The Public Trustee does not assign unique identifiers to people unless it is necessary for it to carry out functions efficiently or as required by law. The Public Trustee does not adopt as its unique identifiers the unique identifiers from other organisations. However, the Public Trustee may collect unique identifiers assigned to clients by another organisation, but will not disclose these without lawful authority.
Access to and Correction of Information Collected
The Personal Information Protection Act 2004 provides that a person can access their personal information held by the Public Trustee.
If a person considers the personal information the Public Trustee holds regarding them to be incorrect, incomplete and out of date or misleading, they can request the information be amended.
Requests to access or correct your personal information held by the Public Trustee will be processed in accordance with the provisions of the Right to Information Act 2009 and /or the Australian Privacy Principles.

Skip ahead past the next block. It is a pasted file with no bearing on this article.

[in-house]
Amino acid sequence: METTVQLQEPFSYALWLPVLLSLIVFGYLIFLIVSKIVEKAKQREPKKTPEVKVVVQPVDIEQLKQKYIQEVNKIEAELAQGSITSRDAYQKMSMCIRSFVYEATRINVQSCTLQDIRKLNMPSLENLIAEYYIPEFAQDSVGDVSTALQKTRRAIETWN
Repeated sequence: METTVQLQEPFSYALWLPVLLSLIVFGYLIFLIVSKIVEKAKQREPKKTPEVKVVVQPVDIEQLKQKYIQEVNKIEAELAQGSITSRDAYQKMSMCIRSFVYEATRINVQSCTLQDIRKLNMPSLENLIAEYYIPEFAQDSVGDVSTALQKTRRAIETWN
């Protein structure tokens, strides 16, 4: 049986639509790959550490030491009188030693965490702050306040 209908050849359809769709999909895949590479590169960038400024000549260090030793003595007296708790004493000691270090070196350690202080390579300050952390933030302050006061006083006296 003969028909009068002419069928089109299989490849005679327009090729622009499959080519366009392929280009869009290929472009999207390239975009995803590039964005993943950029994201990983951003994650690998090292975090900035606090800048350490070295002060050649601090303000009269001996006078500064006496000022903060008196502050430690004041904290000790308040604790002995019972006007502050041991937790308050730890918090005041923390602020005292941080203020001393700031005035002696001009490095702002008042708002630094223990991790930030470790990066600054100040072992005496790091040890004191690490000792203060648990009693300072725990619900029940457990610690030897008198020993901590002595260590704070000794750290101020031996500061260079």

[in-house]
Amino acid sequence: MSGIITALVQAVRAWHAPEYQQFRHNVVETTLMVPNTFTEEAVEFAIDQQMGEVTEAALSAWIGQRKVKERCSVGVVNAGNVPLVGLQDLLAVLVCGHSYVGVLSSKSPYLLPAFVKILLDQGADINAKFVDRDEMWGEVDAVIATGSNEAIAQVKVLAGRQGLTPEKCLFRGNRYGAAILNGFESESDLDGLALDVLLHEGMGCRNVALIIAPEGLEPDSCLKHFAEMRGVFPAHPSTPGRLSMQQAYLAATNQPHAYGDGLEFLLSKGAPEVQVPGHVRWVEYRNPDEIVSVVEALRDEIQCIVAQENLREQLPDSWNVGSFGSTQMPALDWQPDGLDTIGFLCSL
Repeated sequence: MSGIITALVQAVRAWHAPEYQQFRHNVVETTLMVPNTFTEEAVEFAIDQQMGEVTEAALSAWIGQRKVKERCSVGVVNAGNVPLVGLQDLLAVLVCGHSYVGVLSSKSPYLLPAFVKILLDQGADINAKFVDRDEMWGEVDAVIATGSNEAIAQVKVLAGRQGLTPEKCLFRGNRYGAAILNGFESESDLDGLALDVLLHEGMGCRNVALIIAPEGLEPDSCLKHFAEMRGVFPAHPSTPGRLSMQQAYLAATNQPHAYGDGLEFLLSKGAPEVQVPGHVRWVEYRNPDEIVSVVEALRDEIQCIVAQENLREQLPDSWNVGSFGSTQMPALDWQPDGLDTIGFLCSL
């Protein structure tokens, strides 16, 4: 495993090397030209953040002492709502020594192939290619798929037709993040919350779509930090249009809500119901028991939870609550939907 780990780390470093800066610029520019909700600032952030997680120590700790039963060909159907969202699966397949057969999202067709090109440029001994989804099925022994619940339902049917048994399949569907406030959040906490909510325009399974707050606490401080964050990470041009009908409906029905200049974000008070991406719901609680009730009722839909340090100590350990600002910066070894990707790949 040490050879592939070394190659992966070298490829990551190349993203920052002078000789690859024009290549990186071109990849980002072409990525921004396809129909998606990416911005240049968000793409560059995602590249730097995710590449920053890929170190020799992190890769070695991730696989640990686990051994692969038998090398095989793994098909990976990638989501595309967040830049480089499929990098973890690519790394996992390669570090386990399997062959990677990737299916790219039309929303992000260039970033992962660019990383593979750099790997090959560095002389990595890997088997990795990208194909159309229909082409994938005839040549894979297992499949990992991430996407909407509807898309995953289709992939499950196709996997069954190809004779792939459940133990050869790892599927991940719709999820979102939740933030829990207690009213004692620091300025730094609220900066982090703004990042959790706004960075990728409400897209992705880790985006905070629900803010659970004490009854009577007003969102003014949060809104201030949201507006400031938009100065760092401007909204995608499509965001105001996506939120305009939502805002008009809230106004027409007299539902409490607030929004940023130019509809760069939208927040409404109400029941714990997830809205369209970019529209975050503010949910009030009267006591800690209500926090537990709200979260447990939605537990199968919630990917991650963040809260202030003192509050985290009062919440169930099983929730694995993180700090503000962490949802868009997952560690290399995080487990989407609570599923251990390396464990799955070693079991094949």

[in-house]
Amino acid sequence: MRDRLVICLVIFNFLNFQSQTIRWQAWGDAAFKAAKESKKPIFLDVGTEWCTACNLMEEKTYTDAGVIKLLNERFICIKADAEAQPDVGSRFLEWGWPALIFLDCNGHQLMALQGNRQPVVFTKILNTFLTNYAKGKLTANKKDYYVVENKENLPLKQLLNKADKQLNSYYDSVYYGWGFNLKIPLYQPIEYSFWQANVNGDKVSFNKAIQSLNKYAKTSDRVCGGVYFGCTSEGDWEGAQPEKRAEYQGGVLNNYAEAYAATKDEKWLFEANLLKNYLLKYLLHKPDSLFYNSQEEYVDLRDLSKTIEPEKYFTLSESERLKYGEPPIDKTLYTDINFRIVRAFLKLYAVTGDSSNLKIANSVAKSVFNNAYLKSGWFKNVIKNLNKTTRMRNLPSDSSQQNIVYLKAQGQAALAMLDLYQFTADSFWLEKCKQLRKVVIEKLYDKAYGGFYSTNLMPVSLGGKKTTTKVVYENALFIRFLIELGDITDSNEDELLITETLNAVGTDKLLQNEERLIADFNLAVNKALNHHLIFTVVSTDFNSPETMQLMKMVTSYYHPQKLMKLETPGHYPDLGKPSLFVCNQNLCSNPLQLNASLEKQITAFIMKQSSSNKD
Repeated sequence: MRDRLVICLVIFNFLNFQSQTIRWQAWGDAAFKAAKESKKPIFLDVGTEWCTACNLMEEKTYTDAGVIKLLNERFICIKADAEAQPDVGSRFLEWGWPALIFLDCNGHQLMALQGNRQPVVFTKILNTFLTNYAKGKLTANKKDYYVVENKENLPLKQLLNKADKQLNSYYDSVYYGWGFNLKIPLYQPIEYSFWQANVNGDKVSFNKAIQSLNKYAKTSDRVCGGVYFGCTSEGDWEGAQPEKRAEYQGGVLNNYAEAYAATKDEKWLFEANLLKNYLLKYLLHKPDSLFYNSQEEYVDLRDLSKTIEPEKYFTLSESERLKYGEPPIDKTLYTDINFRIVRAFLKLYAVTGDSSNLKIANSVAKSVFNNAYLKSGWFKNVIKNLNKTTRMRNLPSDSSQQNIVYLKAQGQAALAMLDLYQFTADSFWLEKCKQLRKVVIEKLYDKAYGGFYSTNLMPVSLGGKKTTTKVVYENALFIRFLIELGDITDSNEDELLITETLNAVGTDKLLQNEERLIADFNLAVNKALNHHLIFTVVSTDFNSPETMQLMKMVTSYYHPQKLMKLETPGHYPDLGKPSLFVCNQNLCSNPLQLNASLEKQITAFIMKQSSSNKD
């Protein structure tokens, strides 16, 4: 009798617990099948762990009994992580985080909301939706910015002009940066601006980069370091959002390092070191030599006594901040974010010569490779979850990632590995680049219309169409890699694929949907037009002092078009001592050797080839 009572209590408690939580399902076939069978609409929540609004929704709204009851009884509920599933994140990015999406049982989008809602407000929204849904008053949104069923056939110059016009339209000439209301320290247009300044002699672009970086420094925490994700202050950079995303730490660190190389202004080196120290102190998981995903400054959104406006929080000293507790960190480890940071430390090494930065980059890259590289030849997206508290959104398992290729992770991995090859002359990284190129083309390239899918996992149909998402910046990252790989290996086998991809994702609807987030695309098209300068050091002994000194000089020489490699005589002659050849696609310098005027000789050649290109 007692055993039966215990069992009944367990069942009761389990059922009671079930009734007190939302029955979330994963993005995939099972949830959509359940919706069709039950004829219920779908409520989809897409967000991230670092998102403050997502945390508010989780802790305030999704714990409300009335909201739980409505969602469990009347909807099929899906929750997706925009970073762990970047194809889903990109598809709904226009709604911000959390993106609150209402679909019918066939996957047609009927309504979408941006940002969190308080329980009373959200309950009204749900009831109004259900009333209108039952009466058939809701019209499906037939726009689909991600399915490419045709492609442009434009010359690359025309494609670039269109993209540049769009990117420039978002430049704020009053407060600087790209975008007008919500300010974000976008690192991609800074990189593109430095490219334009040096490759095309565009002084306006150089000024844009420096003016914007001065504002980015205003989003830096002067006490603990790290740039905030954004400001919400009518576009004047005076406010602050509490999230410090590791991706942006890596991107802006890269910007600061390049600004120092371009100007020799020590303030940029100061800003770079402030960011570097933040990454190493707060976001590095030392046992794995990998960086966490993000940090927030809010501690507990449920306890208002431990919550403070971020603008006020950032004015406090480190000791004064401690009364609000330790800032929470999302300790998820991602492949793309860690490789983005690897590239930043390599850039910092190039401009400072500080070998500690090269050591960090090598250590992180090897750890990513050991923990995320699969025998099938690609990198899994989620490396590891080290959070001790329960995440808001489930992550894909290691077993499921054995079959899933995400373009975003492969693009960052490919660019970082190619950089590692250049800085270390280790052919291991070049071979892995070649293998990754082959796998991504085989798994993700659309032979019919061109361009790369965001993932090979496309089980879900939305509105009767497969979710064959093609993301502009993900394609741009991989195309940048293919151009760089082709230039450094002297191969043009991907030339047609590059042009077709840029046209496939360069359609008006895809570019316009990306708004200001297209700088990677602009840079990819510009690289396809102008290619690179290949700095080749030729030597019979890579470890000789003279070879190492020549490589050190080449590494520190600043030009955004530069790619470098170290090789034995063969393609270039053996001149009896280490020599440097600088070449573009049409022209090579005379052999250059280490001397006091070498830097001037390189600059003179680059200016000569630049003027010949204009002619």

For further information contact the Right to Information and/or Privacy Officer, phone 62 355 250 GPO Box 1565 Hobart 7001 and by email, firstname.lastname@example.org.
Depending upon the nature of the request a fee may be charged for this service.
If you are not satisfied with the handling or outcome of your request for access to or correction of your personal information, you can lodge a complaint with the Privacy Officer of the Public Trustee or with the Ombudsman. The Ombudsman’s Office can be contacted on 1800 001 170 (cost of local call outside Hobart area) and by email at email@example.com.
Use and Disclosure of Personal Information
Staff are provided with or have access to the information that is necessary for them to carry out their functions within the Public Trustee. All staff are bound by confidentiality requirements.
Personal information will be used only for the purpose described in the Personal Information Collected and the Australian Privacy Principles. Otherwise, personal information will only be disclosed with consent of the person to whom the information relates, or if it is required by or authorised by law. For example, the Public Trustee may be required to disclose personal information to a Court or a Tribunal. The Public Trustee seeks compliance to the same regulatory constraints regarding disclosure from entities overseas and in other jurisdictions if required to disclose to such entities.